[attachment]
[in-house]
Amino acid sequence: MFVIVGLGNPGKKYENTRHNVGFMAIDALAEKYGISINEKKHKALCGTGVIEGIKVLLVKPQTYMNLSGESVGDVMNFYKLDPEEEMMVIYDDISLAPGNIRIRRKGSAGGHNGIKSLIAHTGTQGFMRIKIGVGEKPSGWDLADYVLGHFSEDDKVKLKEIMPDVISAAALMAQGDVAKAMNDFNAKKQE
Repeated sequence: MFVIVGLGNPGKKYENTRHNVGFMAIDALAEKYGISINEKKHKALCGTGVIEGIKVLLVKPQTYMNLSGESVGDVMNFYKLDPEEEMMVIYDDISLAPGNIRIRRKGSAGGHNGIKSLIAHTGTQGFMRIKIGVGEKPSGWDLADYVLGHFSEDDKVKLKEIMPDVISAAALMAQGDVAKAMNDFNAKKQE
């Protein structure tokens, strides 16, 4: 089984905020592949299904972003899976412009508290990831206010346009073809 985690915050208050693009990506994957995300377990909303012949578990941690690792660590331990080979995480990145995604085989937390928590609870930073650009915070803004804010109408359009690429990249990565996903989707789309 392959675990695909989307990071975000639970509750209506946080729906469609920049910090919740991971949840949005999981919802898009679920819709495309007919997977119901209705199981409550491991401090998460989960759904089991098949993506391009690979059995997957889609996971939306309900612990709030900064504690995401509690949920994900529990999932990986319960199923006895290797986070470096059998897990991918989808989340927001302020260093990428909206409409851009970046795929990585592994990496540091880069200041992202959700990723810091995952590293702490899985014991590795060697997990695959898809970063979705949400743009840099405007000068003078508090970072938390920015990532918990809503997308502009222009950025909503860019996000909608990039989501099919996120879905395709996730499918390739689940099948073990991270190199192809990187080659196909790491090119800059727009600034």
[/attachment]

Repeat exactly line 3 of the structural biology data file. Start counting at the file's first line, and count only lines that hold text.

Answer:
Repeated sequence: MFVIVGLGNPGKKYENTRHNVGFMAIDALAEKYGISINEKKHKALCGTGVIEGIKVLLVKPQTYMNLSGESVGDVMNFYKLDPEEEMMVIYDDISLAPGNIRIRRKGSAGGHNGIKSLIAHTGTQGFMRIKIGVGEKPSGWDLADYVLGHFSEDDKVKLKEIMPDVISAAALMAQGDVAKAMNDFNAKKQE